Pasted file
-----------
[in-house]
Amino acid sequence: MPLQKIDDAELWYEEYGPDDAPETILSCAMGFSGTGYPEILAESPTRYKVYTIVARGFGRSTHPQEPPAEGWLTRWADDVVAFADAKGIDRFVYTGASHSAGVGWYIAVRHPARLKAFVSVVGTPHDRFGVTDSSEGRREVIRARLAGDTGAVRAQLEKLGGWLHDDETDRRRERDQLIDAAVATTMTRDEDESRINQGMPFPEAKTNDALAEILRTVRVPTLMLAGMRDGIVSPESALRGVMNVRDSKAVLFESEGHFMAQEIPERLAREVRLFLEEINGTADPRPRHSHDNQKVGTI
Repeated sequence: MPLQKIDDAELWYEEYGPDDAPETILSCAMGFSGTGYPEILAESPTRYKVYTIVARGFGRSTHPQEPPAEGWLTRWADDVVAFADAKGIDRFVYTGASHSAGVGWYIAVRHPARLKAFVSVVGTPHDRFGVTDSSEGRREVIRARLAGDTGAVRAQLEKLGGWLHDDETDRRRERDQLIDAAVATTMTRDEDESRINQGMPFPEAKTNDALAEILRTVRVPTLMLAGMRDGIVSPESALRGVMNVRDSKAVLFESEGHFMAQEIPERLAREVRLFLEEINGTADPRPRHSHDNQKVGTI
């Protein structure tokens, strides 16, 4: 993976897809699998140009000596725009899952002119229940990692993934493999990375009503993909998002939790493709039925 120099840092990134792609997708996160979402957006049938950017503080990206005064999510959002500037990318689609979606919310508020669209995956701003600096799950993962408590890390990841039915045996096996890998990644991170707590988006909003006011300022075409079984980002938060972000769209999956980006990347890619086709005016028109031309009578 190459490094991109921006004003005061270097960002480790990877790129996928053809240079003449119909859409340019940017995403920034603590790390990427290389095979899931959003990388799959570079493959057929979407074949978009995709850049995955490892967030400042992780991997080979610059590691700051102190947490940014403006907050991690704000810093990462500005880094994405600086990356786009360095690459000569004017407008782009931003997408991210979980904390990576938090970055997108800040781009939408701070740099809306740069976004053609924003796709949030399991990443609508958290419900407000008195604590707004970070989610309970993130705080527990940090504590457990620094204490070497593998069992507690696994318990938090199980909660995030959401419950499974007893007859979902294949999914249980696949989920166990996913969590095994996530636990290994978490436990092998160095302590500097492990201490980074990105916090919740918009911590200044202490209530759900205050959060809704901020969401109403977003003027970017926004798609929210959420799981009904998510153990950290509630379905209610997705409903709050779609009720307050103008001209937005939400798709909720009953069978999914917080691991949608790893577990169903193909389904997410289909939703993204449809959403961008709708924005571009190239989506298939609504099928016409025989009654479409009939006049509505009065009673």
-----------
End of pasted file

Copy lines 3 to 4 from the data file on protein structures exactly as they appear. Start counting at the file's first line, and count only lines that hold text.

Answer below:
Repeated sequence: MPLQKIDDAELWYEEYGPDDAPETILSCAMGFSGTGYPEILAESPTRYKVYTIVARGFGRSTHPQEPPAEGWLTRWADDVVAFADAKGIDRFVYTGASHSAGVGWYIAVRHPARLKAFVSVVGTPHDRFGVTDSSEGRREVIRARLAGDTGAVRAQLEKLGGWLHDDETDRRRERDQLIDAAVATTMTRDEDESRINQGMPFPEAKTNDALAEILRTVRVPTLMLAGMRDGIVSPESALRGVMNVRDSKAVLFESEGHFMAQEIPERLAREVRLFLEEINGTADPRPRHSHDNQKVGTI
């Protein structure tokens, strides 16, 4: 993976897809699998140009000596725009899952002119229940990692993934493999990375009503993909998002939790493709039925 120099840092990134792609997708996160979402957006049938950017503080990206005064999510959002500037990318689609979606919310508020669209995956701003600096799950993962408590890390990841039915045996096996890998990644991170707590988006909003006011300022075409079984980002938060972000769209999956980006990347890619086709005016028109031309009578 190459490094991109921006004003005061270097960002480790990877790129996928053809240079003449119909859409340019940017995403920034603590790390990427290389095979899931959003990388799959570079493959057929979407074949978009995709850049995955490892967030400042992780991997080979610059590691700051102190947490940014403006907050991690704000810093990462500005880094994405600086990356786009360095690459000569004017407008782009931003997408991210979980904390990576938090970055997108800040781009939408701070740099809306740069976004053609924003796709949030399991990443609508958290419900407000008195604590707004970070989610309970993130705080527990940090504590457990620094204490070497593998069992507690696994318990938090199980909660995030959401419950499974007893007859979902294949999914249980696949989920166990996913969590095994996530636990290994978490436990092998160095302590500097492990201490980074990105916090919740918009911590200044202490209530759900205050959060809704901020969401109403977003003027970017926004798609929210959420799981009904998510153990950290509630379905209610997705409903709050779609009720307050103008001209937005939400798709909720009953069978999914917080691991949608790893577990169903193909389904997410289909939703993204449809959403961008709708924005571009190239989506298939609504099928016409025989009654479409009939006049509505009065009673």